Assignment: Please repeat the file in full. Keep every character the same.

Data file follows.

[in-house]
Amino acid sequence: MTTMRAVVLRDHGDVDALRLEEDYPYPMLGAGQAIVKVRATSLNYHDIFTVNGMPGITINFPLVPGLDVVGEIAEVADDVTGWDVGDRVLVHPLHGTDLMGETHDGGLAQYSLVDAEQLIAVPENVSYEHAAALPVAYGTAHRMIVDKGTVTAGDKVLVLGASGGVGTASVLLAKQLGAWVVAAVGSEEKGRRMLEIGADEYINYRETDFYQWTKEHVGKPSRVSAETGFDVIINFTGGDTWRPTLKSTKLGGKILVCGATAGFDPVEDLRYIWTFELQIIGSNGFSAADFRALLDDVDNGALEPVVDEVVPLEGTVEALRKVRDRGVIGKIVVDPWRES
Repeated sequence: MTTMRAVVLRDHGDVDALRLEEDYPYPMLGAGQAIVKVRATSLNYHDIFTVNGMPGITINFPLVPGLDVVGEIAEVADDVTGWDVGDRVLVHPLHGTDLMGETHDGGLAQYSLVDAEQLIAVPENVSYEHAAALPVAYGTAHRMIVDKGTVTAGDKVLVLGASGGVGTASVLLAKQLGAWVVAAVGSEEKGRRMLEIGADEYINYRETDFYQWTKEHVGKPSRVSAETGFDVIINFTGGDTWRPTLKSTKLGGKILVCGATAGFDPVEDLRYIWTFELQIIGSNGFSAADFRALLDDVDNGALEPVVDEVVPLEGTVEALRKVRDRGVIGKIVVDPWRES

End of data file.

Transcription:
[in-house]
Amino acid sequence: MTTMRAVVLRDHGDVDALRLEEDYPYPMLGAGQAIVKVRATSLNYHDIFTVNGMPGITINFPLVPGLDVVGEIAEVADDVTGWDVGDRVLVHPLHGTDLMGETHDGGLAQYSLVDAEQLIAVPENVSYEHAAALPVAYGTAHRMIVDKGTVTAGDKVLVLGASGGVGTASVLLAKQLGAWVVAAVGSEEKGRRMLEIGADEYINYRETDFYQWTKEHVGKPSRVSAETGFDVIINFTGGDTWRPTLKSTKLGGKILVCGATAGFDPVEDLRYIWTFELQIIGSNGFSAADFRALLDDVDNGALEPVVDEVVPLEGTVEALRKVRDRGVIGKIVVDPWRES
Repeated sequence: MTTMRAVVLRDHGDVDALRLEEDYPYPMLGAGQAIVKVRATSLNYHDIFTVNGMPGITINFPLVPGLDVVGEIAEVADDVTGWDVGDRVLVHPLHGTDLMGETHDGGLAQYSLVDAEQLIAVPENVSYEHAAALPVAYGTAHRMIVDKGTVTAGDKVLVLGASGGVGTASVLLAKQLGAWVVAAVGSEEKGRRMLEIGADEYINYRETDFYQWTKEHVGKPSRVSAETGFDVIINFTGGDTWRPTLKSTKLGGKILVCGATAGFDPVEDLRYIWTFELQIIGSNGFSAADFRALLDDVDNGALEPVVDEVVPLEGTVEALRKVRDRGVIGKIVVDPWRES